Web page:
Thursday, November 15, 2007

Greenfield Village






I took the above five pictures at Greenfield Village. (from the top): (1) Christmas at the Daggett Farmhouse (2) inside the general store (3) The Ford Farm (4) Dinner at the Eagle Tavern (5) A Colonial Scene - all homes in this shot were built prior to the 19th century.

As mentioned in other blogs I have written, I love visiting Greenfield Village in Dearborn, Michigan. The collection of old homes and structures is second to none: where else, in one area, can you visit the original homes of the Wright Brothers, Henry Ford, Daniel Webster, Harvey Firestone, and Stephen Foster? There are other historical structures placed there as well: the building where Abraham Lincoln practiced law, the shop where the Wright Brothers built their first-to-fly airplane, and Thomas Edison’s Menlo Park complex (can you say electric light, phonograph, and “hello”?). Then there are the odds and ends buildings, showing great examples of life as lived in past centuries: Sarah Jordan Boarding House, which was the first home lit by electricity, Daggett, Plympton, and Giddings houses – all from the colonial period; Adams, Chapman, and the Ann Arbor houses – great examples of Victoriana; two 19th century schoolhouses, Smith’s Creek train depot, a general store, a carriage stop, and even a stone cottage from 17th century England. And so much more.

It’s a history lover’s dream!

I do, however, have a number of complaints of late:

First off, I am not fond of the streets, curbs, and sidewalks that were installed a few years ago. The modern concrete really took away the step-into-the-past ambience that the Village once had. I was told it was for those in wheelchairs, but the previous set up worked for over 70 years.

Second, the Disney feel that was given to the place (Model T rides galore and the entrance ticket booth) does not help with the stepping-into-the-past experience either.

Third, they’ve taken away public candle dipping (we always made our own candles every summer and used them during Christmas), the steamboat ride – always a favorite -, and the Colonial Days festival, which was a yearly highlight for me and my family.

Now for the good stuff about Greenfield Village:

1) They still have Civil War reenactments every Memorial Day weekend (although the constant running of the Model T’s takes away from the historical accuracy).

2) Their Christmas celebrations are the BEST anywhere (it used to be called “12 Nights of Christmas,” and is now called the more politically correct “Holiday Nights”- as if any from the Jewish or muslim faith would ever come to this event knowing what it actually is).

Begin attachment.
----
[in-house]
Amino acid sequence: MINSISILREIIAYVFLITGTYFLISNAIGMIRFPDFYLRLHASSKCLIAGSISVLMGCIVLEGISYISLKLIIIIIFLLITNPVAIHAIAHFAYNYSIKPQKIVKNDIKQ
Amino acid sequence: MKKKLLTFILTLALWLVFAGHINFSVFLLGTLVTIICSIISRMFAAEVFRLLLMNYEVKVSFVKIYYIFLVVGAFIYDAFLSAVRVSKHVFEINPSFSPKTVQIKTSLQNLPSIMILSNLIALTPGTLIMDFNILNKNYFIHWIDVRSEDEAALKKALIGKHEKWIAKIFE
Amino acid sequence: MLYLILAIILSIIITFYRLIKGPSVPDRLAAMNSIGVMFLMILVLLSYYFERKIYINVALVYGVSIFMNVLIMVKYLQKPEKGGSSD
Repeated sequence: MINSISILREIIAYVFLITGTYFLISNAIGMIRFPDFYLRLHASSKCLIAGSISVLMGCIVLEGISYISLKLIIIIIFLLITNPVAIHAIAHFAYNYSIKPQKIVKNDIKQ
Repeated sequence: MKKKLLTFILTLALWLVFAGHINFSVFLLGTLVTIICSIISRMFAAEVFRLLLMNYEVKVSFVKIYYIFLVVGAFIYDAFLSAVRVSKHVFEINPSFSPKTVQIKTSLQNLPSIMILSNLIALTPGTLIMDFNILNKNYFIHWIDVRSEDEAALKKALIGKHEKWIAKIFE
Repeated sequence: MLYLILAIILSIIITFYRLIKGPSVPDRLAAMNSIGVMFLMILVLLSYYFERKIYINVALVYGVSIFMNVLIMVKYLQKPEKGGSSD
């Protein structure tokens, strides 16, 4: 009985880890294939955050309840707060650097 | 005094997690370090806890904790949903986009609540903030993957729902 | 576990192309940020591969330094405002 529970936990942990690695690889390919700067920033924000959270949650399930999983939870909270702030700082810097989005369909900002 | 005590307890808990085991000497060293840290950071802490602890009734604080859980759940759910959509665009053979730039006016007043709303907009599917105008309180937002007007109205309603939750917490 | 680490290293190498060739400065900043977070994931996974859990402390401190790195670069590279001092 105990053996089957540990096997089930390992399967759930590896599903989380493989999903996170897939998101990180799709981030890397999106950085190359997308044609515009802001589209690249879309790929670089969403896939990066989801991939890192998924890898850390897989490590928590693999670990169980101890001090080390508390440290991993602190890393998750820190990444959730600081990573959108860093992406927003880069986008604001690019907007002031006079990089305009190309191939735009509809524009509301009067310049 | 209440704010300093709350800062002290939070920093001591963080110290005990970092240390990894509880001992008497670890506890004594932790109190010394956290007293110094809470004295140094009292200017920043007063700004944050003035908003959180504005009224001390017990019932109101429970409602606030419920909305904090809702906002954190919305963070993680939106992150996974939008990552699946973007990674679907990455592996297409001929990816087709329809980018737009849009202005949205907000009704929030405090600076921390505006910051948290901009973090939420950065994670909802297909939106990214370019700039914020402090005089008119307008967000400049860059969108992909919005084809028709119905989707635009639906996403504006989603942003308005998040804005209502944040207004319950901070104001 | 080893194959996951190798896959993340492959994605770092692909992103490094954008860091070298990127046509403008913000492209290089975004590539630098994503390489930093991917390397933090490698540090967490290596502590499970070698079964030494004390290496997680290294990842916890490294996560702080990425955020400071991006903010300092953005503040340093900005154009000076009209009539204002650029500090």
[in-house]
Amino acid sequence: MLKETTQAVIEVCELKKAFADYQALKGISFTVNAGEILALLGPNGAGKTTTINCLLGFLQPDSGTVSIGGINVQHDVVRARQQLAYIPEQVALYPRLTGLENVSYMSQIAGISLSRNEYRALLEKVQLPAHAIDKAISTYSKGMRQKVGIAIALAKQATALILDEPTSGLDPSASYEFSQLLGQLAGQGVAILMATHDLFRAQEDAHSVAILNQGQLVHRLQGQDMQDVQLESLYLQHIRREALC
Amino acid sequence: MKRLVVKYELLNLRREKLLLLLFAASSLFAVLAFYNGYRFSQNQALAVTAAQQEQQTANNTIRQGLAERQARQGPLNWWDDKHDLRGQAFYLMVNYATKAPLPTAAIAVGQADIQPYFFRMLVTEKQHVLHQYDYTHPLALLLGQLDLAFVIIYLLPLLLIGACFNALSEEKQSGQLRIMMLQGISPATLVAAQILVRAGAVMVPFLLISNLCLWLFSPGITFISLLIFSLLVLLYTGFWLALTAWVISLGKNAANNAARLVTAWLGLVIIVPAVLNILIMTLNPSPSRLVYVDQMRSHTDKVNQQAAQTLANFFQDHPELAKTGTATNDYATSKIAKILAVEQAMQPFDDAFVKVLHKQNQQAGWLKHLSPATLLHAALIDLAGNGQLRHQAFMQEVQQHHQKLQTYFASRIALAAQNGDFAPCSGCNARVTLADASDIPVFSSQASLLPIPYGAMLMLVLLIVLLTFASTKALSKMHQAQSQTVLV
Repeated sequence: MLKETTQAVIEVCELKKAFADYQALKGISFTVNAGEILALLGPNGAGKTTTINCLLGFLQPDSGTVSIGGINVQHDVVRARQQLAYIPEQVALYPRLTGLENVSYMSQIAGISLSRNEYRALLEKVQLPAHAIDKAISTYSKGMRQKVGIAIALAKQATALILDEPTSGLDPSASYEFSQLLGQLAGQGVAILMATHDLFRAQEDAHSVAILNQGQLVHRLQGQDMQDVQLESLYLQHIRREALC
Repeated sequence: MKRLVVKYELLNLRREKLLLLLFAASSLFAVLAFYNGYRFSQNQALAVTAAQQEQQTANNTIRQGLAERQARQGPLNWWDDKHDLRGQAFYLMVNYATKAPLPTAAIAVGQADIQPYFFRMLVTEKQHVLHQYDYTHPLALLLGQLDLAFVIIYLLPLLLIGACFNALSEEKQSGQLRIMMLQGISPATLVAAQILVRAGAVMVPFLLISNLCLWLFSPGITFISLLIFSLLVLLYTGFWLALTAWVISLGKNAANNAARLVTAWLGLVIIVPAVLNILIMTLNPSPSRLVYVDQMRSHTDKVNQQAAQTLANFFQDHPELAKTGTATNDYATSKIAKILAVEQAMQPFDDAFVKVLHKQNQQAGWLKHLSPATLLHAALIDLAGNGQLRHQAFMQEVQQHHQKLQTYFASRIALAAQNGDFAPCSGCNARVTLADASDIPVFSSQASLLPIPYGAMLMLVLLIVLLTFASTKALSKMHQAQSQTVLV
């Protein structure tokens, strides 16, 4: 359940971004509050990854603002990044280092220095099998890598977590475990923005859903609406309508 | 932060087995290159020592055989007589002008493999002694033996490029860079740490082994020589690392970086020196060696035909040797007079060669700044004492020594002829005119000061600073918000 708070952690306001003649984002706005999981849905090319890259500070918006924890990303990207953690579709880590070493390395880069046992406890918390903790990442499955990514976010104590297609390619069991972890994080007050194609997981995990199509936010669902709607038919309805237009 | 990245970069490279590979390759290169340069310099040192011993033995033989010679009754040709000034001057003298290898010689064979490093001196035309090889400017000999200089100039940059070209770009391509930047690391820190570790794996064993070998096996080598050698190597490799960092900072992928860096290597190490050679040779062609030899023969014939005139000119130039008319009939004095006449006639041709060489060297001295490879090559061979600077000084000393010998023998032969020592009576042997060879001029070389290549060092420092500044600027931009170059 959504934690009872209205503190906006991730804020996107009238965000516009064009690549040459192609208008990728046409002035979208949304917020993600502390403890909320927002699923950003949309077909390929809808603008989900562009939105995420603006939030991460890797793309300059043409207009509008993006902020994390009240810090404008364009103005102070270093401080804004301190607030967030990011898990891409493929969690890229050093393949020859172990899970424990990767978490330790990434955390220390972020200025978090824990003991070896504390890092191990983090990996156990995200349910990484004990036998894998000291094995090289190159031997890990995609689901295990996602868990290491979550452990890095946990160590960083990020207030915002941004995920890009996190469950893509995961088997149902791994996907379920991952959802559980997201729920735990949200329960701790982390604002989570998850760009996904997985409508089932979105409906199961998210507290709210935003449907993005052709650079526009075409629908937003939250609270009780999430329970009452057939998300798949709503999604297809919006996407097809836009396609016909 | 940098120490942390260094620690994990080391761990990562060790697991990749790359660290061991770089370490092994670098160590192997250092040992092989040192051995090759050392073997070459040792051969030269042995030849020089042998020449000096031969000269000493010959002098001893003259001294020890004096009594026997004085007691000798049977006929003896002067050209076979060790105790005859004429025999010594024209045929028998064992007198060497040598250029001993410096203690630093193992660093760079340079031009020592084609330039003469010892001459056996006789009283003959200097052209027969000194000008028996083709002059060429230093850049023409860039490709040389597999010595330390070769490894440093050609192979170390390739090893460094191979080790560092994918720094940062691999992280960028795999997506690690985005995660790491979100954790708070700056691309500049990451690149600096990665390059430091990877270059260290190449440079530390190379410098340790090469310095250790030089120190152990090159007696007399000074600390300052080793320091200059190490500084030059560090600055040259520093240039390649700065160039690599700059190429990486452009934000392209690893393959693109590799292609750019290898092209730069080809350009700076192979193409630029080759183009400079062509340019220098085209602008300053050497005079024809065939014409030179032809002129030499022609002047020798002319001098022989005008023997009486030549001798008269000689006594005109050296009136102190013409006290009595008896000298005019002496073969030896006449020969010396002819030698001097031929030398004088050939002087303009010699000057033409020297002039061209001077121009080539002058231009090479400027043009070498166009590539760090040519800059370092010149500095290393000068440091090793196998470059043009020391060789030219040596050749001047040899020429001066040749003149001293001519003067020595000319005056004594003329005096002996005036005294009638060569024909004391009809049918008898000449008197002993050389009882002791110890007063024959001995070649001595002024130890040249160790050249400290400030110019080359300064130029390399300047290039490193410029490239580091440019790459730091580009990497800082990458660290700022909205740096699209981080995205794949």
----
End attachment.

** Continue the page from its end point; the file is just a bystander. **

3) Hallowe’en in the Village.

4) The fact that they pride themselves (rightfully so) on historic accuracy in their presentations (except for said Model T rides during the Civil War weekend).

Now, what would Ken change if he were suddenly put in charge? Well, first thing, correct the wrongs that I listed above. Then I would open each house – get rid of the dog-gone plexi-glass in many of the buildings – and have 1st person presenters ala Colonial Williamsburg. At least on the weekends.

I would also get an original layout of the Village from an old guide book and re-arrange the buildings back to what Henry Ford originally planned. I’d also bring back the cobbler shop, the cooper shop, the Plymouth House, get a working smithy to show the craft of a blacksmith, and truly keep the Village where Mr. Ford intended – pre-20th century.

Because I am a perfectionist and an amateur social historian, my complaints seem to be making Greenfield Village out to be much worse than it actually is. But, it’s because I still have such a love for the Village (there’s that Passion for History again!), and these so-called changes and “improvements” (when they really aren’t improvements at all) are very hard to take. If it ain’t broke, as the saying goes, don’t fix it.

It's still a great place to go for American history - you would do yourselves a favor to visit Greenfield Village and the Henry Ford Museum (I’ll write about the museum another time).

In a future blog, I’ll write about some of the neat GFV items I have collected.

1 comment:

The People History said...

I think my wife and I will have to go for a visit there next summer sounds like my kind of place and I suppose even history needs help getting a wide range of visitors personally I would prefer it left as it was without all the disney stuff.

If you ever get a chance to visit the UK go to an old village called Bucklers Hard which is left in tact

steve